Red Deer Creek fire jumps to 5,000 hectares

A fast-moving fire in northeastern B.C. grew significantly overnight and is bearing down on two oil-and-gas workers' camps in the area.

Fire covers 50 square kilometres, is now igniting tree tops and is expected to double in size

The Red Deer Creek fire has now grown to 5,000 hecatares and is bearing down on evacuated oil and gas camps southeast of Tumbler Ridge (B.C. Wildfire Management Branch)

A fast-moving fire in northeastern B.C. grew significantly overnight and is bearing down on two oil-and-gas workers' camps in the area.

The Red Deer Creek fire burning southeast of the mining community of Tumbler Ridge was caused by a lightning strike on Sunday and now covers 5,000 hectares, or about 50 square kilometres.

Jillian Kelsh of the Wildfire Management Branch says the fire is igniting the tops of trees and burning near oil-and-gas wellheads and that camps consisting of about 200 workers remain evacuated.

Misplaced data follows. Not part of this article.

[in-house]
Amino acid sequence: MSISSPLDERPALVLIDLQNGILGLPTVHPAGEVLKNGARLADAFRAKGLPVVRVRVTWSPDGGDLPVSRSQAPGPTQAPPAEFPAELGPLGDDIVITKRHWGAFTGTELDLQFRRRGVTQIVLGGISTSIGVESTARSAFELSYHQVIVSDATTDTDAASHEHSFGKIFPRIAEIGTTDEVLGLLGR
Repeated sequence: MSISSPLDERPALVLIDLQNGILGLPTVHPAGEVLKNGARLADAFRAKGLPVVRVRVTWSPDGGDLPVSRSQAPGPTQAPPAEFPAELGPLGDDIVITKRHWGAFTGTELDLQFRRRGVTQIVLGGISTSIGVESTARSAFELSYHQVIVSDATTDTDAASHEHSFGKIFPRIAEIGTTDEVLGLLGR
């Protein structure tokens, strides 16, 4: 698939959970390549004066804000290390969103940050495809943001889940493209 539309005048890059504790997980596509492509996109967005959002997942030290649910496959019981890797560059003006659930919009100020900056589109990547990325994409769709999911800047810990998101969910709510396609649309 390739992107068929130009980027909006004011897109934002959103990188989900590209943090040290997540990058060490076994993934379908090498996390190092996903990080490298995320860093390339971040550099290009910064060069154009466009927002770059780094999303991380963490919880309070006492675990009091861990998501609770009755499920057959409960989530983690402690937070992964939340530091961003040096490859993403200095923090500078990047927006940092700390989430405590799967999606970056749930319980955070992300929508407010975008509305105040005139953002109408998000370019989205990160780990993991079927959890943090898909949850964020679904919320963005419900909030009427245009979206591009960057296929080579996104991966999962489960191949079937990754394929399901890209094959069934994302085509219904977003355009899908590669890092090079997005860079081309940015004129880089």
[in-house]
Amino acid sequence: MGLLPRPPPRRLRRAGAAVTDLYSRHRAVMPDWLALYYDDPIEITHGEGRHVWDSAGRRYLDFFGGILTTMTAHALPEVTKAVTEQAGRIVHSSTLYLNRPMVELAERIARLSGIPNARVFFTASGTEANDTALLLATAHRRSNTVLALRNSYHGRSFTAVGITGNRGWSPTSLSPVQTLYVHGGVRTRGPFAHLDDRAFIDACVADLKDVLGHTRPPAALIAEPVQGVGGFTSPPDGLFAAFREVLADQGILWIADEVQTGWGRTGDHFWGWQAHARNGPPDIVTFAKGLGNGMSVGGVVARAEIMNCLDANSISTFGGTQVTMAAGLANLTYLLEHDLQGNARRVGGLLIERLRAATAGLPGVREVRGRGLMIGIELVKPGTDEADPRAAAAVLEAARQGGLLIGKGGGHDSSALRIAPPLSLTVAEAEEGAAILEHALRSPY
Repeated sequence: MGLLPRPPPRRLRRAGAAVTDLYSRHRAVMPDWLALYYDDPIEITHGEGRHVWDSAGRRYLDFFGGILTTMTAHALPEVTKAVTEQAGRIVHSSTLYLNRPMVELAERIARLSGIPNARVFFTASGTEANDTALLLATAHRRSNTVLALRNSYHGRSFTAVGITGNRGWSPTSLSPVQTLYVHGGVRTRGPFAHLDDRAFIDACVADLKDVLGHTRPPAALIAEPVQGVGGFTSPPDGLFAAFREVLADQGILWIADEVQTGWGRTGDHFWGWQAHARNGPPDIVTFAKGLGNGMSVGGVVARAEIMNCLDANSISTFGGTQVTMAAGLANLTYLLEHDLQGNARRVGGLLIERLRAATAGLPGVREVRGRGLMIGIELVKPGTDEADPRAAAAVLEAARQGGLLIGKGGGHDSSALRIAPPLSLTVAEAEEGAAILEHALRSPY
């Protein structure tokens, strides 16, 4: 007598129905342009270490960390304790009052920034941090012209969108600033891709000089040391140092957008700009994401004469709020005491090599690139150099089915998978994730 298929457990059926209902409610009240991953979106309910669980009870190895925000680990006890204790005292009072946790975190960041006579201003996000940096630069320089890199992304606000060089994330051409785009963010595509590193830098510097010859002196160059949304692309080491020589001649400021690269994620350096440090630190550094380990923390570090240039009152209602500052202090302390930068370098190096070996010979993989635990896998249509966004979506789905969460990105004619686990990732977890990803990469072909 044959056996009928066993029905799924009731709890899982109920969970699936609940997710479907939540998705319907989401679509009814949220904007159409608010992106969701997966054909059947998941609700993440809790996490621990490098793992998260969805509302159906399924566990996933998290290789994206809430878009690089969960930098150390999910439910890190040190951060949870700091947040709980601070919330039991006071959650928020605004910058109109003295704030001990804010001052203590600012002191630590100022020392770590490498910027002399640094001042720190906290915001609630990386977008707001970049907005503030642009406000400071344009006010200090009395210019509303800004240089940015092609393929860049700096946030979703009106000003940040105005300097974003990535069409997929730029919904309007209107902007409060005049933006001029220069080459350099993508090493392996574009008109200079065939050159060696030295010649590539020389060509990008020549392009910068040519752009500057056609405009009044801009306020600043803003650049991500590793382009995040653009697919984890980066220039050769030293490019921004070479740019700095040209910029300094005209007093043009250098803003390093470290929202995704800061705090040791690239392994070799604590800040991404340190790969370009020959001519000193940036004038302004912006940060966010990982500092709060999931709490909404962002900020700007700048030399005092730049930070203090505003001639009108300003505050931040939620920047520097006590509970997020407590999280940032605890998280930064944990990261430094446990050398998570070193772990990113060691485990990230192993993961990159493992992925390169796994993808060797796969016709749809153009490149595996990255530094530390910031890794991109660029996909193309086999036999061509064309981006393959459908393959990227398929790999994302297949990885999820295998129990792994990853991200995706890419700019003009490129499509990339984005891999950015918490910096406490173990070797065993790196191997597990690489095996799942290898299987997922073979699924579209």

She says the fire is expected to double in size because of hot, dry and windy conditions, and there's no rain in the forecast.

The branch reports that 120 firefighters, five helicopters, four air tankers and two pieces of heavy equipment are tackling the flames, but  Kelsh says the number of firefighters is expected to increase.

Kelsh says one of the biggest concerns is that the blaze may cross into Alberta.

The Red Deer Creek Fire has not been contained and is expected to double in size due to more hot, dry weather in the forecast. (B.C. Wildfire Management Branch)